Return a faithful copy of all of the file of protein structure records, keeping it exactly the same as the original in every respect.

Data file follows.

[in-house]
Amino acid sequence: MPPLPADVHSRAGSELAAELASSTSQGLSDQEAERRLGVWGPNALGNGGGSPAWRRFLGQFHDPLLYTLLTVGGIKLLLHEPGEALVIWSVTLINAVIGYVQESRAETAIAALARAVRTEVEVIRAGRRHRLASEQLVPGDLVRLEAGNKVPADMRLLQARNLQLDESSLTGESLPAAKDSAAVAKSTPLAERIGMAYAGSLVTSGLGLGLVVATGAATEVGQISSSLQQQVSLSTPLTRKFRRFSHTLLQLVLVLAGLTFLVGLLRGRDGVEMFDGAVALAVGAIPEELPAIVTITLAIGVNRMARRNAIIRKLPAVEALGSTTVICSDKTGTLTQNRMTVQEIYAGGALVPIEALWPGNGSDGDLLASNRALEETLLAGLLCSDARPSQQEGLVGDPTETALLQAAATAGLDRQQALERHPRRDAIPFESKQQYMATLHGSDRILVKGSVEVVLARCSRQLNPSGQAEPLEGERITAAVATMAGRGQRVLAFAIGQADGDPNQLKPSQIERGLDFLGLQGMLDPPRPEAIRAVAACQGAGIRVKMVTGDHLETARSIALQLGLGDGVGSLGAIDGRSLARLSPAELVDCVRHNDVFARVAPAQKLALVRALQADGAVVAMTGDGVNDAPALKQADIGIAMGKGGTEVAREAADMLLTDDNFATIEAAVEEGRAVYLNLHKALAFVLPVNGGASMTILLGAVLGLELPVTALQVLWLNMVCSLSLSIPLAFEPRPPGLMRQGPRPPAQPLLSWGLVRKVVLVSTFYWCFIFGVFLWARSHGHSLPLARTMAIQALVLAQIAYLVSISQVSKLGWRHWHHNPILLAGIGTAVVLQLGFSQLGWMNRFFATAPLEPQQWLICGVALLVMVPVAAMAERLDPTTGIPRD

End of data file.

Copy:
[in-house]
Amino acid sequence: MPPLPADVHSRAGSELAAELASSTSQGLSDQEAERRLGVWGPNALGNGGGSPAWRRFLGQFHDPLLYTLLTVGGIKLLLHEPGEALVIWSVTLINAVIGYVQESRAETAIAALARAVRTEVEVIRAGRRHRLASEQLVPGDLVRLEAGNKVPADMRLLQARNLQLDESSLTGESLPAAKDSAAVAKSTPLAERIGMAYAGSLVTSGLGLGLVVATGAATEVGQISSSLQQQVSLSTPLTRKFRRFSHTLLQLVLVLAGLTFLVGLLRGRDGVEMFDGAVALAVGAIPEELPAIVTITLAIGVNRMARRNAIIRKLPAVEALGSTTVICSDKTGTLTQNRMTVQEIYAGGALVPIEALWPGNGSDGDLLASNRALEETLLAGLLCSDARPSQQEGLVGDPTETALLQAAATAGLDRQQALERHPRRDAIPFESKQQYMATLHGSDRILVKGSVEVVLARCSRQLNPSGQAEPLEGERITAAVATMAGRGQRVLAFAIGQADGDPNQLKPSQIERGLDFLGLQGMLDPPRPEAIRAVAACQGAGIRVKMVTGDHLETARSIALQLGLGDGVGSLGAIDGRSLARLSPAELVDCVRHNDVFARVAPAQKLALVRALQADGAVVAMTGDGVNDAPALKQADIGIAMGKGGTEVAREAADMLLTDDNFATIEAAVEEGRAVYLNLHKALAFVLPVNGGASMTILLGAVLGLELPVTALQVLWLNMVCSLSLSIPLAFEPRPPGLMRQGPRPPAQPLLSWGLVRKVVLVSTFYWCFIFGVFLWARSHGHSLPLARTMAIQALVLAQIAYLVSISQVSKLGWRHWHHNPILLAGIGTAVVLQLGFSQLGWMNRFFATAPLEPQQWLICGVALLVMVPVAAMAERLDPTTGIPRD